period of eight years and encompasses a full
range of intermediate and depot level maintenance
activities. Further options can be exercised by BPC
for In-Service Support for the life of the CCPB
CONTRACTED AIRCRAFT FLEET
A $1 billion Customs Coastwatch contract was
signed between Coastwatch and Adelaide-based
Surveillance Australia Pty Ltd (SAPL) in 2005. An
extension option was taken up in October 2012.
SAPL now operates under a performance based
service contract running until 2021, which involves
the full turnkey operation of 10 highly modified
Bombardier Dash 8 maritime surveillance aircraft that
fly 2,500 missions and 15,000 hours each year.
The aircraft are equipped with the latest versions
of Raytheon’s SeaVue inverse synthetic aperture
radar imaging of ocean targets and on land, together
with a weather detection and avoidance mode; L-3
Wescam’s MX-15 Electro-Optical system; and a
Surveillance Information Management (SIM) system.
SIM automatically captures and integrates
surveillance information from these surveillance
aircraft, and transmits it in near real time to other
aircraft and the National Surveillance Centre in
BPC also contracts helicopters long term and
other aircraft as required.
The scope for UAVs in maritime surveillance has
attracted BPC’s attention for a number of years.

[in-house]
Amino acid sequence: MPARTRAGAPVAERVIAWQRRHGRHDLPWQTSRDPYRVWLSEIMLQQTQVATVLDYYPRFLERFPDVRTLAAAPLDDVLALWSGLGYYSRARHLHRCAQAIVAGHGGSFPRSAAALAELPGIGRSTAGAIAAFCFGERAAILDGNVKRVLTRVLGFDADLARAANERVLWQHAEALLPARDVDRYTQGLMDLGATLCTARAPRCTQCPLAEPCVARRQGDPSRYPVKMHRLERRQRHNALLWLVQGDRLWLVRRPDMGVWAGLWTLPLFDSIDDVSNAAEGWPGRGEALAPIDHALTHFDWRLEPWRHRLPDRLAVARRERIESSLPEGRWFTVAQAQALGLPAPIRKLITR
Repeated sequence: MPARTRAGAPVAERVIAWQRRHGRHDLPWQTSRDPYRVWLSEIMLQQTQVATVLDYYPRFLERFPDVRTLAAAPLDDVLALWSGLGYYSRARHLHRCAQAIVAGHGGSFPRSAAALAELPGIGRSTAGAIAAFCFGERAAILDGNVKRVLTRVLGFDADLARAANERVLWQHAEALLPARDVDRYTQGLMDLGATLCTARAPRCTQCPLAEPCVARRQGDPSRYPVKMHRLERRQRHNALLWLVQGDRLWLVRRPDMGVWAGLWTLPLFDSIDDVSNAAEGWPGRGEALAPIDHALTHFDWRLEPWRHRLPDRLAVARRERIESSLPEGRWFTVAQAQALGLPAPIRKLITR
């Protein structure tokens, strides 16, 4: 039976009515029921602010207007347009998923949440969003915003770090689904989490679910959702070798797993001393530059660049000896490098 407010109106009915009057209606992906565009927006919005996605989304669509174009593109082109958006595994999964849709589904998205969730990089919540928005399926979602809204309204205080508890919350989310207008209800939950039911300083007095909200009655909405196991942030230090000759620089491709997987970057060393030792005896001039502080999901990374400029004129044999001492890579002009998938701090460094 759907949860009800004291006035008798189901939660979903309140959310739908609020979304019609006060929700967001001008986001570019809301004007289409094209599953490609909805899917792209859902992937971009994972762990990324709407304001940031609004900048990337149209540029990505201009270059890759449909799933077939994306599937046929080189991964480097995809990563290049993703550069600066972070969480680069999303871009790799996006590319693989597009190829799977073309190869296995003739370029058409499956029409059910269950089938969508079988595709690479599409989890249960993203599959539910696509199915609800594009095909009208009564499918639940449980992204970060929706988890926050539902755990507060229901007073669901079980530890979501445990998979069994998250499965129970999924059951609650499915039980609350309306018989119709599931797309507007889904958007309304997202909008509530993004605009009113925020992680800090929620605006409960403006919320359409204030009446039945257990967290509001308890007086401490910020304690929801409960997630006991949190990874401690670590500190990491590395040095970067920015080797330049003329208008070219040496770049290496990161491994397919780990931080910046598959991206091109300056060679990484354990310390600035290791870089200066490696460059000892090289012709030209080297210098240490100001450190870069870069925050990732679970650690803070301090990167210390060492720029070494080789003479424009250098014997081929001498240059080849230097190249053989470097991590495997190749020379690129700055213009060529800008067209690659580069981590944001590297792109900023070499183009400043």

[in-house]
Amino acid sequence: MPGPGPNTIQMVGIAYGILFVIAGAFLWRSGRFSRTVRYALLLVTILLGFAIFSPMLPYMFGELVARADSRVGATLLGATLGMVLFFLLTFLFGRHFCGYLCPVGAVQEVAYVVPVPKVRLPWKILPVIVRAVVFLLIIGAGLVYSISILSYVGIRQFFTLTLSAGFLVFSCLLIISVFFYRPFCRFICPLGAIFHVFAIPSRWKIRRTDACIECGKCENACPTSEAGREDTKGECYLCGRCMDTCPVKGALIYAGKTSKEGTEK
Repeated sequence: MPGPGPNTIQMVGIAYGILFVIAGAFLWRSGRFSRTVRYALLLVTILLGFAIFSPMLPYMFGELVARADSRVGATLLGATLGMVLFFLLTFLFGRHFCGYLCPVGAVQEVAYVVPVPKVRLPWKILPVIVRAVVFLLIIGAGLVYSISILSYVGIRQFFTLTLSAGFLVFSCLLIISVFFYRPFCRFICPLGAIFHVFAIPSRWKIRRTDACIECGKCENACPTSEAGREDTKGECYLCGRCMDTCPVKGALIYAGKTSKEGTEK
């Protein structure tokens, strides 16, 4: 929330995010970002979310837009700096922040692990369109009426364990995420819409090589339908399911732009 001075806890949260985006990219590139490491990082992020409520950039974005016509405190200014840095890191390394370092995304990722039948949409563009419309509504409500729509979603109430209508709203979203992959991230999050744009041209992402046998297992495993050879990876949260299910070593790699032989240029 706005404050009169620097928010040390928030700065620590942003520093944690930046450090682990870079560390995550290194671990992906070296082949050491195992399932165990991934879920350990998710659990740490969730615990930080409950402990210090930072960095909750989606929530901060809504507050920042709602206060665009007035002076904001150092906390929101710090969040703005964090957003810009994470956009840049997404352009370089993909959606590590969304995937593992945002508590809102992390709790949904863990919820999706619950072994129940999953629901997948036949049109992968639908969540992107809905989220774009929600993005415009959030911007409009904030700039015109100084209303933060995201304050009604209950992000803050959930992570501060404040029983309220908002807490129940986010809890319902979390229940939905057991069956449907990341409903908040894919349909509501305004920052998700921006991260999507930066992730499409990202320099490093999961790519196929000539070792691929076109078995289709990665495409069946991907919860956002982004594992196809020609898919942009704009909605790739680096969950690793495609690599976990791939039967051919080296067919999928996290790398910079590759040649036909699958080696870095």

BPC has previously evaluated the AeroVironment
Aqua Puma, and Heron I without any definitive
overall conclusions being reached. For more
capable large UAVs it is likely that an ADF solution
will be chosen rather than something specifically
for the BPC.
APDR’s December 2012 edition included a very
informative article on this topic “Australia’s – and the
Region’s – Grand Challenge: Situational Maritime
Domain Awareness” which made a strong case for
UAV technology to be used for maritime surveillance.
AIR 7000 Phase 1B is for Multi-mission Unmanned
Aircraft System (MUAS), to deliver high altitude
long endurance (HALE) UAVs through a $2 billion
plus project with Year-of-Decision FY 2015-16 to
FY 2017-18 and Initial Operational Capability FY
2019-20 to FY 2021-22. This means that within a
decade there could be unmanned aircraft conducting
surveillance over Australia’s land mass and oceanic
EEZ. Most expert commentators expect the Northrop-
Grunman RQ-4 Global Hawk to be chosen for this
Phase 2B will acquire eight MOTS P-8A (Increment
2) Poseidon Maritime Patrol and Response Aircraft
(MPRA) through a government-to-government
cooperative program with the US Navy (USN).
Initial operating capability requires operations by
four mission capable aircraft from main or forward
operating bases by FY 2017-18 to FY 2019-20.
BPC IS VITAL TO AUSTRALIA’S
ECONOMIC AND STRATEGIC
In her recent national security strategy statement,
Prime Minister Gillard stressed that preserving
Australia’s border integrity was a pillar of Australia’s
She stated “The increasing connectedness of
global markets and the growing accessibility of air and
sea travel have increased the pressures on Australia’s
borders. This connectedness brings significant
opportunities, but also significant challenges to
maintaining security and efficient management of
our borders. With around 60,000 kilometres of
coastline, we have one of the largest physical border
environments in the world. Australia’s border integrity
is also challenged by irregular maritime migration
facilitated by people smuggling”
Clearly the Customs and Border Protection
Service will continue to be the leading agency in
securing Australia’s borders and EEZ.
21/02/13 5:54 PM